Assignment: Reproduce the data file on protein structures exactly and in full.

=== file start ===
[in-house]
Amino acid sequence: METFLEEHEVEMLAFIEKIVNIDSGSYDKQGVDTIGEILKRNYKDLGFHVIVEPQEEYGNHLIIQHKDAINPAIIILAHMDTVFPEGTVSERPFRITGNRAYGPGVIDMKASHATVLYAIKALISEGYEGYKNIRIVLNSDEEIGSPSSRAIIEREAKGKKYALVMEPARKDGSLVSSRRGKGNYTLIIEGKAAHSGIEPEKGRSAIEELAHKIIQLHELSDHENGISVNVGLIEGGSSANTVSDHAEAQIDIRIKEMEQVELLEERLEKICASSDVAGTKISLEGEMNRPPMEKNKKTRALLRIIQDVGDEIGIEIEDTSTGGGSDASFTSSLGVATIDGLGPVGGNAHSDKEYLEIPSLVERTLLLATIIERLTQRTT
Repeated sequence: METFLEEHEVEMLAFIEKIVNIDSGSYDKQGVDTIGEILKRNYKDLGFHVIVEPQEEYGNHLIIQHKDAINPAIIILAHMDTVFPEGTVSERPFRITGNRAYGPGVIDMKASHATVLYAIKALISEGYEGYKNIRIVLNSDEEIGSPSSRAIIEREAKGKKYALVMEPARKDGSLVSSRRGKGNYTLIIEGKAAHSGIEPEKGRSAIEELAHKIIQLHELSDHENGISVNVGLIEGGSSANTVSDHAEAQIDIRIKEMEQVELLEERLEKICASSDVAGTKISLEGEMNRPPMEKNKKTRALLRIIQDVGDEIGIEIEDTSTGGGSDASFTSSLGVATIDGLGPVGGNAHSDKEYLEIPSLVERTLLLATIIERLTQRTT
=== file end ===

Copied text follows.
[in-house]
Amino acid sequence: METFLEEHEVEMLAFIEKIVNIDSGSYDKQGVDTIGEILKRNYKDLGFHVIVEPQEEYGNHLIIQHKDAINPAIIILAHMDTVFPEGTVSERPFRITGNRAYGPGVIDMKASHATVLYAIKALISEGYEGYKNIRIVLNSDEEIGSPSSRAIIEREAKGKKYALVMEPARKDGSLVSSRRGKGNYTLIIEGKAAHSGIEPEKGRSAIEELAHKIIQLHELSDHENGISVNVGLIEGGSSANTVSDHAEAQIDIRIKEMEQVELLEERLEKICASSDVAGTKISLEGEMNRPPMEKNKKTRALLRIIQDVGDEIGIEIEDTSTGGGSDASFTSSLGVATIDGLGPVGGNAHSDKEYLEIPSLVERTLLLATIIERLTQRTT
Repeated sequence: METFLEEHEVEMLAFIEKIVNIDSGSYDKQGVDTIGEILKRNYKDLGFHVIVEPQEEYGNHLIIQHKDAINPAIIILAHMDTVFPEGTVSERPFRITGNRAYGPGVIDMKASHATVLYAIKALISEGYEGYKNIRIVLNSDEEIGSPSSRAIIEREAKGKKYALVMEPARKDGSLVSSRRGKGNYTLIIEGKAAHSGIEPEKGRSAIEELAHKIIQLHELSDHENGISVNVGLIEGGSSANTVSDHAEAQIDIRIKEMEQVELLEERLEKICASSDVAGTKISLEGEMNRPPMEKNKKTRALLRIIQDVGDEIGIEIEDTSTGGGSDASFTSSLGVATIDGLGPVGGNAHSDKEYLEIPSLVERTLLLATIIERLTQRTT